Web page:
This post is reposted from Mind Body Green. If you are thinking of going into Yoga or meditation teaching then contact Lantern Business Management - no business is too small for us.
BY JAYNE ANTINS
On the surface, the life of a yoga teacher appears to be one of pure bliss. They drift from yoga studio to private client, jet-set to tropical islands to lead retreats and of course, post plenty of pretzel pose pictures with a gorgeous sunset in the background on social media.
The reality behind the scenes however, is very different.
Here are seven tips you should know if you want to succeed as a yoga teacher, that you won't learn in teacher training.
1. You will have to hustle.
You will have to approach every single gym and studio in town to get classes. I highly recommend printing out a few yoga resumes and dropping them around every remotely yoga-related place or studio in your area, or as far as you're willing to travel.
Ask at the desk to speak to the manager (they likely won't be available but do it anyway), then ask if you can leave your resume for their attention. Fun fact: I landed my own unique vinyasa class on the regular schedule this way.
2. Not everyone will like your classes.
Teaching mixed-level classes is so much harder than teaching to a specific level class, so do expect some fall out.
People often make assumptions about yoga if they have never been to a class before. I've had people tell me that my classes are too hard, when I had thought it was a nice balanced flow. And I've also had people look at me like I am sending them to sleep.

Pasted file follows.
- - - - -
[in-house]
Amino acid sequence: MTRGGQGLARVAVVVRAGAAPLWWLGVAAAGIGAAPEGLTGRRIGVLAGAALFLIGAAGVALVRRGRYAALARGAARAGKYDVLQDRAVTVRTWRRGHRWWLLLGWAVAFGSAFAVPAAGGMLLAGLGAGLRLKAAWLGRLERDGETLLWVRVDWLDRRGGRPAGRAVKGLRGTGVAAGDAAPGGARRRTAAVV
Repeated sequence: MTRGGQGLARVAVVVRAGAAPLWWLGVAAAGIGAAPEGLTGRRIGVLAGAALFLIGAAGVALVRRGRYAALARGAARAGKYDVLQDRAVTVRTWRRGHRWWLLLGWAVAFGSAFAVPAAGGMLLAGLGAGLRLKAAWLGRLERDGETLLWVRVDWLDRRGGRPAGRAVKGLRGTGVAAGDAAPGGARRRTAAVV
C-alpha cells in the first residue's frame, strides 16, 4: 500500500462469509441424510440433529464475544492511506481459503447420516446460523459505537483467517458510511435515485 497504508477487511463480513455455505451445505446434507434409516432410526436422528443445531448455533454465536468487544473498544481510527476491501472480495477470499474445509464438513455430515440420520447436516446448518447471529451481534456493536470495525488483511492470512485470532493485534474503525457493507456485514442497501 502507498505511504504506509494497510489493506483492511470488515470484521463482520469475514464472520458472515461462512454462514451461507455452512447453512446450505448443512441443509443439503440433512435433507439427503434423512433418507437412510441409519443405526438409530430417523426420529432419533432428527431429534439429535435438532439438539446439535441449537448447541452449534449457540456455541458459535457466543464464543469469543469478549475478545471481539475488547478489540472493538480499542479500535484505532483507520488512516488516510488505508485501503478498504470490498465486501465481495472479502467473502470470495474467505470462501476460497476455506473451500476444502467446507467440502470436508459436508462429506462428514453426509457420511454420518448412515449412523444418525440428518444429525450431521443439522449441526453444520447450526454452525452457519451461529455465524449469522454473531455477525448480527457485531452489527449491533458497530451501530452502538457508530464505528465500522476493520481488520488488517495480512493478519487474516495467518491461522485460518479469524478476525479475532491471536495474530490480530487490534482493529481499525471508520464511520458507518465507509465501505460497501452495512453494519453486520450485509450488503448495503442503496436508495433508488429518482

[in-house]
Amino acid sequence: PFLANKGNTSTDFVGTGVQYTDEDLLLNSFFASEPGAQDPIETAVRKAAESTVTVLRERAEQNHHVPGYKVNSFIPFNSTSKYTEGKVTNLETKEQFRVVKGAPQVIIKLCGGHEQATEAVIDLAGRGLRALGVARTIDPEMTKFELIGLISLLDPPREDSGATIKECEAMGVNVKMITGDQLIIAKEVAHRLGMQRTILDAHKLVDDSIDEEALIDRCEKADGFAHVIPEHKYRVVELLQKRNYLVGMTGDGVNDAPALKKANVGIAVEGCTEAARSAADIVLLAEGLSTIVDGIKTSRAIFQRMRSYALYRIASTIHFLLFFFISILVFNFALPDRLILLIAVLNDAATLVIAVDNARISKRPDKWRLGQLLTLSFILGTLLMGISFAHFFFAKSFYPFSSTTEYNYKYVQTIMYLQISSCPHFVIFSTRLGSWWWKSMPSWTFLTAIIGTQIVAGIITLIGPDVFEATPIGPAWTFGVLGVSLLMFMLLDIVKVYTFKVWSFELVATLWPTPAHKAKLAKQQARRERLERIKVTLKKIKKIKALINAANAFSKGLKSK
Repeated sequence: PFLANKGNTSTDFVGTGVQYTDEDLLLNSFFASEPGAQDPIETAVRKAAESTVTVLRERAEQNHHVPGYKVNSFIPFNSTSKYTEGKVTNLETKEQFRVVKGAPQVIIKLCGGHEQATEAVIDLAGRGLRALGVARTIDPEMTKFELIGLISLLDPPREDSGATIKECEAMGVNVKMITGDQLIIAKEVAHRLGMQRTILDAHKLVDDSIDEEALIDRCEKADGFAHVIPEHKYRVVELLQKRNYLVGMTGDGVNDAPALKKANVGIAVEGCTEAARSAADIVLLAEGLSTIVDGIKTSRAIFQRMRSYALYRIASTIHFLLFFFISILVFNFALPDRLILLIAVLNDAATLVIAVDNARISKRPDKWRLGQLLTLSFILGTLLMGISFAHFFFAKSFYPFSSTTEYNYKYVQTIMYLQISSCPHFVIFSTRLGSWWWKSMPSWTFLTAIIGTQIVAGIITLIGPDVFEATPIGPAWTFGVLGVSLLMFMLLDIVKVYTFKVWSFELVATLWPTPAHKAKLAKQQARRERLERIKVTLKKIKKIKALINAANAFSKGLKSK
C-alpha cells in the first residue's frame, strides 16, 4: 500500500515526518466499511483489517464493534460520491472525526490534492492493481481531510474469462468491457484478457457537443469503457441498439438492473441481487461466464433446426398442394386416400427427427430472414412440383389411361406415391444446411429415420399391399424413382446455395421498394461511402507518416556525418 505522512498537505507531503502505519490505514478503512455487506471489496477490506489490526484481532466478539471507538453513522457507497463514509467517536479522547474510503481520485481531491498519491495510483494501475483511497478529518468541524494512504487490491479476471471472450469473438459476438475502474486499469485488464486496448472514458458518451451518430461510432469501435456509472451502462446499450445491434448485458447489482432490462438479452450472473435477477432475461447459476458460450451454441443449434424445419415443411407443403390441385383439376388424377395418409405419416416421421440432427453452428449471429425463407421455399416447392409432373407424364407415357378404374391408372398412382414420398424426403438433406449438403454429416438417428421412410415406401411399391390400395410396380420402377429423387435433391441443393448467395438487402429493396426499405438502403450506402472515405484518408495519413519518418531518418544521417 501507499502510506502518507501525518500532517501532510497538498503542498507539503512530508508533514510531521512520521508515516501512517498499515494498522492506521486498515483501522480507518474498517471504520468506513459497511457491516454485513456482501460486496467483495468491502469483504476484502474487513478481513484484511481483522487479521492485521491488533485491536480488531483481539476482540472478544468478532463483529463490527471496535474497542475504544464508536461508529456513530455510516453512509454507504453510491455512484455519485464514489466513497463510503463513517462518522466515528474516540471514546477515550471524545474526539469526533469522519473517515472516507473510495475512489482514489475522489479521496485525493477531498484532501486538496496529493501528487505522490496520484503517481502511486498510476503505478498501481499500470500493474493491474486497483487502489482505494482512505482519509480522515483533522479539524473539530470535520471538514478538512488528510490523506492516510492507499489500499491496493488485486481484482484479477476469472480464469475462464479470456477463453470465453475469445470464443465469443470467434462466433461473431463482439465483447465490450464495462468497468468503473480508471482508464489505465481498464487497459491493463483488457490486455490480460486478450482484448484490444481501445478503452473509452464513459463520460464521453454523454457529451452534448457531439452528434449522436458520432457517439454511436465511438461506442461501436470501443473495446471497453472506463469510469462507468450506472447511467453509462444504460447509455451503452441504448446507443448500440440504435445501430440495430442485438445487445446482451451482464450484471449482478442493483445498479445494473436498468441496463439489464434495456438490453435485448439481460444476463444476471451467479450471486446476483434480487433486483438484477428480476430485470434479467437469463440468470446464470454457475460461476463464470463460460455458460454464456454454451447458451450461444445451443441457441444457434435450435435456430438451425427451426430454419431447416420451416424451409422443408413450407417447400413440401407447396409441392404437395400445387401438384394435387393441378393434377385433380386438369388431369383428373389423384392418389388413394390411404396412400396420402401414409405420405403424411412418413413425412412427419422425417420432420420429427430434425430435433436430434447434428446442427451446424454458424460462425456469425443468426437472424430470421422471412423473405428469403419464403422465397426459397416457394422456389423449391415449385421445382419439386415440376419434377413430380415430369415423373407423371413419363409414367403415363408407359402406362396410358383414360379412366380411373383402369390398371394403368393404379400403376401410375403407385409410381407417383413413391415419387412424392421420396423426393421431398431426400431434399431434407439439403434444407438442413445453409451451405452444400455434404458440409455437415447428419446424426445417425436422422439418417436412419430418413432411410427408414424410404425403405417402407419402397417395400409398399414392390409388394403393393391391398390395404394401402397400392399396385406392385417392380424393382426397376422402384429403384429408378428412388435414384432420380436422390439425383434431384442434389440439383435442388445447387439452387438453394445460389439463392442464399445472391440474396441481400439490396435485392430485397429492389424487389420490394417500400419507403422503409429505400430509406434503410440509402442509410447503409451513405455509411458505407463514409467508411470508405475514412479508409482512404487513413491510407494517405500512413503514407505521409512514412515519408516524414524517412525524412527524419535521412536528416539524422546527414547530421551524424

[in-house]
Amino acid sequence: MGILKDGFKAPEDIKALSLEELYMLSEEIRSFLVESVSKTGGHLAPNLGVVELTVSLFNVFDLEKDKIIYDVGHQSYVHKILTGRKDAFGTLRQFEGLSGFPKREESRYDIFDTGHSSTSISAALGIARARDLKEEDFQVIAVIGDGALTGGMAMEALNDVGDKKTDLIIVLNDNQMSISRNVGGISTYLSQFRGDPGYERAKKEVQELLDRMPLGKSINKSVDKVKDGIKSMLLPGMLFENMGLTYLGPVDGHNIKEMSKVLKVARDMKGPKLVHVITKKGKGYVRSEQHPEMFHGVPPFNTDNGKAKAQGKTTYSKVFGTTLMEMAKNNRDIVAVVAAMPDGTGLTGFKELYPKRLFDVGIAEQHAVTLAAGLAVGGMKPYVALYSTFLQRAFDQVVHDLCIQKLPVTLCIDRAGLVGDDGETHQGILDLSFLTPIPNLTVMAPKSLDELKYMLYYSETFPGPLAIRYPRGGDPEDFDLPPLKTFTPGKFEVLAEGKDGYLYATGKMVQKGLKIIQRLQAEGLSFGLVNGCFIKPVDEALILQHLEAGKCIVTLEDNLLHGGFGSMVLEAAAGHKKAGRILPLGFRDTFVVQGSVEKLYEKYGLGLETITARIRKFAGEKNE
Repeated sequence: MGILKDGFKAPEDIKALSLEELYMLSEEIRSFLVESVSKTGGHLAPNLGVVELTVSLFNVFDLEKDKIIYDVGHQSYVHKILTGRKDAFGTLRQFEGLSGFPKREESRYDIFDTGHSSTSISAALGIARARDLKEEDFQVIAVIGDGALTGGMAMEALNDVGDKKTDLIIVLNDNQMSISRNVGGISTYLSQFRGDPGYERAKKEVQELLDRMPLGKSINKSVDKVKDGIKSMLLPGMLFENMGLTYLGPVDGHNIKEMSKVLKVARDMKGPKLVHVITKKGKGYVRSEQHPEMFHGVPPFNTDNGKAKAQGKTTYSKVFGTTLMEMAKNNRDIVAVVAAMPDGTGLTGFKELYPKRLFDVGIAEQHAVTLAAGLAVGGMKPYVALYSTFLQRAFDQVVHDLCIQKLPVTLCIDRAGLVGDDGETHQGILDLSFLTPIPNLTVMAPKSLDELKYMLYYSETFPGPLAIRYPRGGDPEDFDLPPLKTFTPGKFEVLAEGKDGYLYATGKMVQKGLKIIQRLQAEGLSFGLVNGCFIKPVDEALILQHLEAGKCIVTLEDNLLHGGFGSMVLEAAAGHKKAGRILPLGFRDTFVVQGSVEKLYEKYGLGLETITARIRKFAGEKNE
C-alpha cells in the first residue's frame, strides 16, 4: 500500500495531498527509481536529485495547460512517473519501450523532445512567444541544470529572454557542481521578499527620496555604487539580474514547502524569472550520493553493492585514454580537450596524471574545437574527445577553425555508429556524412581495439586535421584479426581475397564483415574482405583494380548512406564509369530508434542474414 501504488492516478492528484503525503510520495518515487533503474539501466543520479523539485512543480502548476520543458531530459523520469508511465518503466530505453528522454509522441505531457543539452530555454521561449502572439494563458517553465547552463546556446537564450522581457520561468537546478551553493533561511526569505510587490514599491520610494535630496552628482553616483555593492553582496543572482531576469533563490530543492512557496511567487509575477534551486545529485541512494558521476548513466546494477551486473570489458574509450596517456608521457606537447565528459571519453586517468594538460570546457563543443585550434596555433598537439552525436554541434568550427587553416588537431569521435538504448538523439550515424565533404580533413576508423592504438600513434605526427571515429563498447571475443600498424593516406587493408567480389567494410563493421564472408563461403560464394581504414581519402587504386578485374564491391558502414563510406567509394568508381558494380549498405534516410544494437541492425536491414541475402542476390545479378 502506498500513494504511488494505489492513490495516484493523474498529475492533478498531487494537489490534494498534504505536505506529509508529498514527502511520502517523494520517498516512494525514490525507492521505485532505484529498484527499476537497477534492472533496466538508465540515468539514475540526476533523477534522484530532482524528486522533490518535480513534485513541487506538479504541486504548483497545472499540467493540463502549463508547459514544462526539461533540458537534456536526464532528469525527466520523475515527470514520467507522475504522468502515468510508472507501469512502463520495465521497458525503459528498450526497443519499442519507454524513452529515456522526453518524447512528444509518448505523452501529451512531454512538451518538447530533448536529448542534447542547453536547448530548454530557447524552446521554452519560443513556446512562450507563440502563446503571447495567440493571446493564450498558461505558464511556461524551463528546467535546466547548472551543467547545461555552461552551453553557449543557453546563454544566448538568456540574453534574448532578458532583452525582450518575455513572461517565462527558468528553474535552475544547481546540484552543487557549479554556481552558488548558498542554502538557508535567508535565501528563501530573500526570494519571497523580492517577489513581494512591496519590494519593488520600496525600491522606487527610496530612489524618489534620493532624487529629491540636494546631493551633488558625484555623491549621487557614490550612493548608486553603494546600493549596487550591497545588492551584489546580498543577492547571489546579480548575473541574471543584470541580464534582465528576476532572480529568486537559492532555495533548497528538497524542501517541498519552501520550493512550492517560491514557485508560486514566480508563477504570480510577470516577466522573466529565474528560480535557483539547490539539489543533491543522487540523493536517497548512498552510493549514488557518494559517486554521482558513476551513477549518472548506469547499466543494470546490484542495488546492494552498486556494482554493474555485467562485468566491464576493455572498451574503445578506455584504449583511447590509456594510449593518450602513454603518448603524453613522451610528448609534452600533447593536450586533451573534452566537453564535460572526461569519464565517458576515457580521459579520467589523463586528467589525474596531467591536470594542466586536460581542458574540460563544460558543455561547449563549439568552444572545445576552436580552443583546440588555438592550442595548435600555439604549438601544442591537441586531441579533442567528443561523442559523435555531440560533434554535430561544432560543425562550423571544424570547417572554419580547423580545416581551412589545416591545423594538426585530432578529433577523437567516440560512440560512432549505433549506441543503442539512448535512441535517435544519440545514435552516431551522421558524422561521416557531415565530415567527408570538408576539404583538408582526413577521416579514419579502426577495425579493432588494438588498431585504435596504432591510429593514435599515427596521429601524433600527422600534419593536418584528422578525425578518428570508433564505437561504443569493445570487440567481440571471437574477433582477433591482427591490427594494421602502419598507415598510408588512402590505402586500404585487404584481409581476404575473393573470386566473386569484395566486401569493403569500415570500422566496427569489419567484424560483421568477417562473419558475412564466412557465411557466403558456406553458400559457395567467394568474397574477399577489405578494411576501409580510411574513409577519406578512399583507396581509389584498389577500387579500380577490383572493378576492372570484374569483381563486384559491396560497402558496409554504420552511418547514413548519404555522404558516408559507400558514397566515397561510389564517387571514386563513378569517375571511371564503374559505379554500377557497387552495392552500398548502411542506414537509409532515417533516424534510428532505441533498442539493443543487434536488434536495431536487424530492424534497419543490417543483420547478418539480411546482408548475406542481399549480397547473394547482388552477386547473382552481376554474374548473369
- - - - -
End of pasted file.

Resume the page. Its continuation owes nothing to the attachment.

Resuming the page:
My advice? Take it all with a grain of salt and don't take it personally. Allow your teaching to evolve naturally, and trust me when I say that eventually the vast majority of people will love it.
3. Charge what you are worth.
Unfortunately good karma doesn't pay the bills, so you are going to need to charge what you are worth and without feeling guilty about it. Value yourself. Yoga teacher training is expensive, not to mention the time and hours you spend working on your sequencing and workshops. Set your prices and stick with it.
4. Create an online presence.
Being online is so important in this industry now, but I think this is still underestimated by many teachers. You really do need to put yourself out there.
But you don't necessarily have to blog everyday or create yoga videos. Something as simple as a nice, clean website and keeping in touch with students via a Facebook page, is a great start. You can create a sense of community and it's also a great marketing tool.
Fun fact #2: I sold out my first workshop with online marketing only.
5. Don't let your personal practice slip.
Your practice is where all the magic happens. Not only will it keep you more grounded, but it's the place where creativity takes place. You might find as you rush from one studio to the next that your practice is the first thing to slip. Make sure to schedule time and space for yourself — your body and mind will thank you for it in the long run.
6. Say yes to every opportunity.
I learned a lot from subbing every yoga class I could. I started teaching in the summer when a lot of teachers were either away teaching at festivals, or elsewhere around the world. This opened up many opportunities for me to teach.
Teaching as much as possible is honestly the best way to learn, you'll find your voice, see how different peoples' bodies work, learn to play with sequencing and grow as a teacher and a person.
7. Trust yourself.
Teaching yoga is so incredibly rewarding, and the good far outweighs the bad. I still feel like I learn something new almost every single day. It's an amazing feeling to be of service to others — to help and inspire. That moment when your students float blissfully out of class — you know that this is what you were meant to do.
So trust in yourself, your voice and your heart. Know that you're always doing the very best you can, and that is more than enough. Be authentic and unique — find your own voice and the students will find you.